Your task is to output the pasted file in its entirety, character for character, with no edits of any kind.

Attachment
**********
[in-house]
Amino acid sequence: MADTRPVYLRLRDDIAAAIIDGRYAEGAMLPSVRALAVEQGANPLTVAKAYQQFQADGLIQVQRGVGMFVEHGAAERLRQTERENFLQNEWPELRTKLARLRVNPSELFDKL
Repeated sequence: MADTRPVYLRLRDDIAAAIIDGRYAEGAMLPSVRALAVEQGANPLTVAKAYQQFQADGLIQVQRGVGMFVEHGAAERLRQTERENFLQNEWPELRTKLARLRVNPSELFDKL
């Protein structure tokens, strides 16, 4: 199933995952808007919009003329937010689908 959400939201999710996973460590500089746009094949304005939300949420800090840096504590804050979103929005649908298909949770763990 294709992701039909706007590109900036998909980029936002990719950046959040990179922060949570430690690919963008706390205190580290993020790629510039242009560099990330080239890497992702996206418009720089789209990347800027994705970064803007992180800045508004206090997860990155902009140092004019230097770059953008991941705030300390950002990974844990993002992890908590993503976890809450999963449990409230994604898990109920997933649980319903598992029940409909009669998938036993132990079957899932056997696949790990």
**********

[in-house]
Amino acid sequence: MADTRPVYLRLRDDIAAAIIDGRYAEGAMLPSVRALAVEQGANPLTVAKAYQQFQADGLIQVQRGVGMFVEHGAAERLRQTERENFLQNEWPELRTKLARLRVNPSELFDKL
Repeated sequence: MADTRPVYLRLRDDIAAAIIDGRYAEGAMLPSVRALAVEQGANPLTVAKAYQQFQADGLIQVQRGVGMFVEHGAAERLRQTERENFLQNEWPELRTKLARLRVNPSELFDKL
């Protein structure tokens, strides 16, 4: 199933995952808007919009003329937010689908 959400939201999710996973460590500089746009094949304005939300949420800090840096504590804050979103929005649908298909949770763990 294709992701039909706007590109900036998909980029936002990719950046959040990179922060949570430690690919963008706390205190580290993020790629510039242009560099990330080239890497992702996206418009720089789209990347800027994705970064803007992180800045508004206090997860990155902009140092004019230097770059953008991941705030300390950002990974844990993002992890908590993503976890809450999963449990409230994604898990109920997933649980319903598992029940409909009669998938036993132990079957899932056997696949790990």